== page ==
- Scheme aimed at closing metering gap in electricity supply industry
- To enhance efficiency of revenue collection by DisCos
The Central Bank of Nigeria (CBN) has outlined the operational modalities for the financing of the National Mass Metering Programme (NMMP) and provide support to power distribution companies (Downstream) and local meter manufacturers (Upstream) in a bid to close the existing metering gap, enhance the efficiency of revenue collection by distribution companies and thereby facilitate meeting their obligations to other market participants.
The apex bank, in a publication by its director, development finance department, and accessed by Business A.M, revealed that the introduction of the service-based tariff (SBT) in the Nigeria Electricity Supply Industry (NESI) in September 2020 has put amplified stress on the need to close the metering gap within the industry.
“According to the analysis provided by Nigeria Electricity Regulatory Commission (NERC), the current metering gap in the NESI – based on recent customer enumeration data – is over 10 million, this comprises of unmetered customers as well as customers with obsolete meters that need to be replaced. To deal with this, His Excellency, President Muhammadu Buhari approved the National Mass Metering Programme (NMMP) implementation,” the published guidelines read.
The framework further stated that for the DisCos, the facility granted shall have a maximum tenor of 10 years but not exceeding 2030, moratorium on the principal amount for a period shall not exceed 24 months from date of loan disbursement, while the loan facility shall be administered at an interest rate which is not more than 9 per cent per annum or any other rate as may be specified by the central bank and as part of the bank’s Covid-19 relief package, the interest rate to be charged up to 28th February 2021 shall not exceed 5 per cent per annum.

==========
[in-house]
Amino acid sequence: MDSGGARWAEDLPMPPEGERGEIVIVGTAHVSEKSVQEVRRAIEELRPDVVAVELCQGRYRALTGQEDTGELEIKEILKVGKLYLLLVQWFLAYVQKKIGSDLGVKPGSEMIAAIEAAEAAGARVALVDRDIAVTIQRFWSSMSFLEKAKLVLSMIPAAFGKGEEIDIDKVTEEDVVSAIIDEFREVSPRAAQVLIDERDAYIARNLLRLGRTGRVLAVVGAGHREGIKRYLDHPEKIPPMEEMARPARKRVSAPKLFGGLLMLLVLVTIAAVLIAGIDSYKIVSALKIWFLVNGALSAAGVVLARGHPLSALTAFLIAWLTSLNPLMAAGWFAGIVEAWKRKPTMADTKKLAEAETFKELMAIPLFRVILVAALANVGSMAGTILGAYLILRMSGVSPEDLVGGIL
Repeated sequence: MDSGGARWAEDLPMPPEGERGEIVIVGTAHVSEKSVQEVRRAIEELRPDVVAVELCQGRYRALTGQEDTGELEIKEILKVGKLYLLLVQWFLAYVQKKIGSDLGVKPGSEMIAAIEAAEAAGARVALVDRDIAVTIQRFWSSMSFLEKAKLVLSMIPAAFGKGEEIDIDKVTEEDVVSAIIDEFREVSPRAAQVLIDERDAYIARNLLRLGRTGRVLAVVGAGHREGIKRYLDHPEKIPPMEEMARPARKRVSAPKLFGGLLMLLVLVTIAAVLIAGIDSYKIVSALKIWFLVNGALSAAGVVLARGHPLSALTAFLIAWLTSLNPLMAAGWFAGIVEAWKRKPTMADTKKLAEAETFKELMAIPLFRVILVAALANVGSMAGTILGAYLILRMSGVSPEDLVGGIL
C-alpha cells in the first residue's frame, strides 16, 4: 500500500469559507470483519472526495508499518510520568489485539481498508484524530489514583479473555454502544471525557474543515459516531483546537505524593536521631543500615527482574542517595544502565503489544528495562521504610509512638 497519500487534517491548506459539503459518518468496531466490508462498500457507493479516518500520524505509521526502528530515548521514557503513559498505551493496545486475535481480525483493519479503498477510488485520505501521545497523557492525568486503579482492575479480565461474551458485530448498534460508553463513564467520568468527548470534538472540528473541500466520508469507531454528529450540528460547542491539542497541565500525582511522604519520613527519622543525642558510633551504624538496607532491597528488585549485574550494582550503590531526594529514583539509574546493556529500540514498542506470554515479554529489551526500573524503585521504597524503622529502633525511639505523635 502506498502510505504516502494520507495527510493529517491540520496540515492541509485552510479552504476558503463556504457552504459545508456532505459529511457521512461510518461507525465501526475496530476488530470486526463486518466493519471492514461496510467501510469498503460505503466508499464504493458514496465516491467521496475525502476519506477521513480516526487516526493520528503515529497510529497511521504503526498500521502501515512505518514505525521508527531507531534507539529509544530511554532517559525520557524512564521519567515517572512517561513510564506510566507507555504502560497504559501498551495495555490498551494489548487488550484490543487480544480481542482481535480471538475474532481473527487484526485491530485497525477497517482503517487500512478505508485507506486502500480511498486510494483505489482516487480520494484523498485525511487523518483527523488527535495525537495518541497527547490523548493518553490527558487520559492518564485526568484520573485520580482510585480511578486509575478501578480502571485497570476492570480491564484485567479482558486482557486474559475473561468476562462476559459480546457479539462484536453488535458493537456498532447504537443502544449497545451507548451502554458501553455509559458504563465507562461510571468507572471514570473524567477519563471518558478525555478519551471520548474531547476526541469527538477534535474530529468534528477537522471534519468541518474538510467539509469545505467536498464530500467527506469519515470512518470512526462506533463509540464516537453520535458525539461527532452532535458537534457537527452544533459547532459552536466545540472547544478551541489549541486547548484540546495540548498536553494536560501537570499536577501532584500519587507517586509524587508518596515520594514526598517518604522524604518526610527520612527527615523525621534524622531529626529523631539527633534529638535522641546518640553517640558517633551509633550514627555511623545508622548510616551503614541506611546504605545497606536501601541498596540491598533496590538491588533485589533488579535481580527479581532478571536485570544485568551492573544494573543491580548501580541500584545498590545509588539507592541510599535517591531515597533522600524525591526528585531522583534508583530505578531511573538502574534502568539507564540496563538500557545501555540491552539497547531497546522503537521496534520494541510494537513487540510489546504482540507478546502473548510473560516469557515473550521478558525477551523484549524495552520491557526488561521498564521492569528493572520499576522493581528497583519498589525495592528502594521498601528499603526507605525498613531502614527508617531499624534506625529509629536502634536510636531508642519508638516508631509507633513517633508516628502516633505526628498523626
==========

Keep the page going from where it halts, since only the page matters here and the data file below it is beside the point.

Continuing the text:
Similarly, a local meter manufacturer shall have the facility granted for a maximum tenor of up to 10 years as determined by the project’s cash flow profile but not exceeding 31st December 2030; moratorium on the principal shall depend on the type and nature of the project but shall not exceed 2 years or the period of completion; while the working capital facility shall be for one year with provision for roll-over, not more than 3 years maximum tenor and the interest rates remain at 9 per cent with the charged interest rate up to 28th February 2021 not exceeding 5 per cent per annum.
However, the apex bank shall provide funds for the intervention; monitor and evaluate the implementation of the scheme, as well as review the guidelines of the facility as may be necessary, while the participating financial institutions (PFIs) shall receive and process requests for funding under the scheme, exercise due diligence, bear the credit risk, disburse the funds from CBN to the approved beneficiaries and also monitor and submit reports on the funded projects periodically.
Meanwhile, the bank in its published framework, further disclosed that whenever a loan is repaid or the facility is otherwise discontinued, the PFIs shall advise the CBN immediately, giving particulars of the credit facility.